How can gastrointestinal bacteria or intestinal bacteria cause depression?

How can gastrointestinal bacteria or intestinal bacteria cause depression? - Some bacteria that inhabit the human intestine may cause depression, according to the results of a study that added evidence of previously reported theories.
This was demonstrated by a study of more than 2,000 adults with depression. It was observed that they had differences in specific groups of intestinal bacteria or intestinal bacteria. It was also found that people with a greater amount of intestinal bacteria had better mental health.
The study, published on the Internet on February 4 in the journal Nature Microbiology, is the last of its kind to reveal the relationship between human health and intestinal microbes. The term refers to trillions of bacteria and other microorganisms living within our intestines. 
These microbes are thought to perform far more than just helping digestion. Studies indicate that they are part of every process that occurs within the body, from immune system defenses to the production of vitamins, anti-inflammatory compounds and even chemicals that affect the brain.
"Most studies on the link between the gut and the brain have been done in animals," said lead study author Geron Rice. His team studied the relationship between intestinal microbes or intestinal germs and depression on more than 2,000 adults in two healthy studies. The researchers found that the levels of the two specific groups of Coprococcus and Dialister were consistently depleted in people with depression, while those with high levels Of Coprococcus and another group of bacteria also called Faecalibacterium usually live their lives better.

Both types of bacteria spread in dietary fibers to produce an anti-inflammatory compound called butyrate; but nothing proves that these bacteria contribute in some way or protect against depression, said the professor at the University of Leuven, Belgium. "We now have strong human data that point to microorganisms that could get us new drugs and equipment after all those studies in mice," Rice said. Also says Professor of the University of California d. Imran Meyer said his recent findings add a strong link between the intestine and human mental health to evidence, but also as Rice said: "They have not yet established any intestinal bacteria cause depression." "People who are depressed already have different diets and habits than those who do not, which in turn can affect intestinal microbes," Meyer said.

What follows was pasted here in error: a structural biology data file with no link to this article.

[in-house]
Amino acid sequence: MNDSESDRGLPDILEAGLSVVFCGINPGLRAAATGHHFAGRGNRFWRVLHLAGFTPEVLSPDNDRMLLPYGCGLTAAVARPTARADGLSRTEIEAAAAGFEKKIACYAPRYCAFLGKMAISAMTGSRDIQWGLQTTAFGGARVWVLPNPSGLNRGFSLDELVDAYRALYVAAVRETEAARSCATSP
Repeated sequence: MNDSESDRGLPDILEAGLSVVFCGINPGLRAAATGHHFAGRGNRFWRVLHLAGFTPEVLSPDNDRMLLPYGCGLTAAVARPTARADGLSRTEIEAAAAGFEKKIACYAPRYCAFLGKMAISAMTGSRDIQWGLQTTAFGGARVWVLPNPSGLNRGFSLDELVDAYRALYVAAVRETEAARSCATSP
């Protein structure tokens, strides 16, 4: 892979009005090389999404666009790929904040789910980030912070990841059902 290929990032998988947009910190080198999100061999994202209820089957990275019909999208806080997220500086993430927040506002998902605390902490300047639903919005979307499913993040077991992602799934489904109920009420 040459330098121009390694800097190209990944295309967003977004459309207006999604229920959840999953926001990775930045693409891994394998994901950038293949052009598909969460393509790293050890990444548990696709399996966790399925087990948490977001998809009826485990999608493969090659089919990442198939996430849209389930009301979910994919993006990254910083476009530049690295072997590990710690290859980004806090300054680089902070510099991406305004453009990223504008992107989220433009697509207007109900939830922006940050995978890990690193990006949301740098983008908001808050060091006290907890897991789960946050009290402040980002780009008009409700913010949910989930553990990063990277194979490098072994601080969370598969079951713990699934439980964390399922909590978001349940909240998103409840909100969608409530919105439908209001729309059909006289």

Dr. Meyer doubts whether there is a correlation between microbes and depression. Changes in the structure of intestinal microbes can occur in people with depression, which in turn may promote symptoms of depression.
"We need more studies to see if there is actually a vicious circle or not, but we do not know yet," Dr. Rice said.
Many studies have revealed a large proportion of animals from the strong relationship between the structure of intestinal microbes and the risk of various health conditions such as: mental disorders (such as dementia), obesity, autoimmune diseases (such as type I diabetes), rheumatoid arthritis, but what The position of the relationship between intestinal bacteria and the occurrence of human diseases remains unclear.
Even if the intestinal microbes affect the incidence of depression, d. Meyer doubts whether medical drugs will be a quick fix; the microbes and depression are too complicated. He also said that intestinal bacteria produce the same products as the destruction, and explains that studies should pay attention to those intestinal microbes that help to exacerbate the disease.

Dr. Meyer followed his belief that there was an effective treatment aimed at upsetting the balance of intestinal microbes, rather than adding a bacterial strain or two; he also explained that diet change could do so.
In this study, there were hints that bacteria producing anti-inflammatory Butyrate were useful, Meyer said these bacteria make butter when they analyze different fibers of plant foods. "I would like to say that a diet should be highly plant dependent and very varied in plant foods," he says. "That means that if you eat tomatoes, for example, that's not enough.
Not only for the production of anti-inflammatory, but the diversity of intestinal bacteria or intestinal bacteria is what matters, the greater the diversity of the microbe was better. The diet, which contains a few processed foods rich in plant foods such as vegetables, fruit, nuts and grains, provides the desired diversity of intestinal bacteria, Meyer.
Source : webmd

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